How to Choose Your Restaurant’s Location
You’ve heard it before and we’ll say it again: location, location, location. The decision to proceed with the planning and construction of a restaurant can easily turn into a mentally and emotionally exhausting experience. Your ultimate goal is to get your business concept from computer-assisted design modeling to a successful opening day. The time between planning and designing your restaurant and the beginning of construction is, arguably, the most important part of the overall building process. Possibly the most imperative factor to decide is, as the old adage says, location.
Location: A Key to Restaurant Success
The location of any business can make or break its overall chances of success. The atmosphere, products or services, and prices will be harder for customers to notice if your proposed business is in a poor stretch of an area or simply hidden from the view of potential buyers. Think about the restaurants that you have eaten at in the past. Do you remember how your overall experiences were, the taste of your chosen dish, or the noise level? Is there one restaurant that stands out from the rest?
If so, write down what you liked best about that particular eatery to the very last detail that you can remember. Now, what do you remember, good and bad, about the placement of the restaurant? Was there enough parking? What about the parking lot lighting? These exercises will allow you to determine what is important to your future customers and will provide you with a guideline for appropriate action so that you can provide your customers with the best eating experience in your chosen area.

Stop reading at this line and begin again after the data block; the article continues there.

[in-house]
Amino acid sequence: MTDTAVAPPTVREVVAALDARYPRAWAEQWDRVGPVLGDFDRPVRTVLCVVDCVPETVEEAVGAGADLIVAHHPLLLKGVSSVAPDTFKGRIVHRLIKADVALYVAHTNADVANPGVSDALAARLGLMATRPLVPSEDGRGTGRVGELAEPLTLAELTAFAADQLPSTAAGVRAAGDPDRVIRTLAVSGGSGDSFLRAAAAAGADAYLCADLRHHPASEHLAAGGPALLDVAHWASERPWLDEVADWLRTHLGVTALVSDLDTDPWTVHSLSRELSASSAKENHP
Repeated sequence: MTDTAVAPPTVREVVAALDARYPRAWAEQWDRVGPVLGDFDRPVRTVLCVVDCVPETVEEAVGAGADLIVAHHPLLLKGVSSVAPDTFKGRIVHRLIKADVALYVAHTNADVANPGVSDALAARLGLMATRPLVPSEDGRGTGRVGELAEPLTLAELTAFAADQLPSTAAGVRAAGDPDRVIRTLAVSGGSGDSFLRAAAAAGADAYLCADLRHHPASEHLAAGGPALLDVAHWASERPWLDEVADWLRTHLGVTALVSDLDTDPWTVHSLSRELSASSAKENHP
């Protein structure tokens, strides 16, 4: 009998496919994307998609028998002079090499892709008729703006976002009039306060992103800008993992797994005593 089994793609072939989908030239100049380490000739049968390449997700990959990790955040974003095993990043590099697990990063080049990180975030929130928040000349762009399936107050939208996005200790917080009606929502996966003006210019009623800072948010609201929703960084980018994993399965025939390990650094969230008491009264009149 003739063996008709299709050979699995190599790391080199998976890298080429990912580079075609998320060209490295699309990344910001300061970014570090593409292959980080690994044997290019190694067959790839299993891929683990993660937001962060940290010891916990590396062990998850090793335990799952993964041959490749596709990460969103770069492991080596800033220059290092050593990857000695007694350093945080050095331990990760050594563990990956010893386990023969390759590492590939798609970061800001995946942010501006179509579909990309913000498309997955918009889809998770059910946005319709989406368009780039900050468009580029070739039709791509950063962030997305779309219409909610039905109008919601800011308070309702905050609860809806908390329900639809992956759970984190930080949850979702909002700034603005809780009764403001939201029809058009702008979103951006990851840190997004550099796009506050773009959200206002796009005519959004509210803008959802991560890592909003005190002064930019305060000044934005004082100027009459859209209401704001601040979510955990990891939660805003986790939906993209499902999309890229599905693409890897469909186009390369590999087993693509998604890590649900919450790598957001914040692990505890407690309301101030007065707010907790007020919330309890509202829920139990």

To Build or Not to Build
If starting completely from scratch is the only way to give you everything that you are looking for in your restaurant planning and construction, then it must be done. By going with this option, you can expect to incur mortgage and ownership expenses, but you will be fortunate to bypass renting expenses and any potential altercations with an established building’s landlord.
There are other options that may be important planning considerations and may require you to look elsewhere for a building or space to rent. The most important location considerations involve determining how much foot and car traffic already come through the area in question, what the overall accessibility of the building or space is, whether your restaurant will have enough space for tables, chairs and a nice kitchen area, and how much parking is available for use by restaurant-goers. You may have to experience the frustration of renting from a landlord, but having an already established business area around your restaurant will almost guarantee your success in the long run.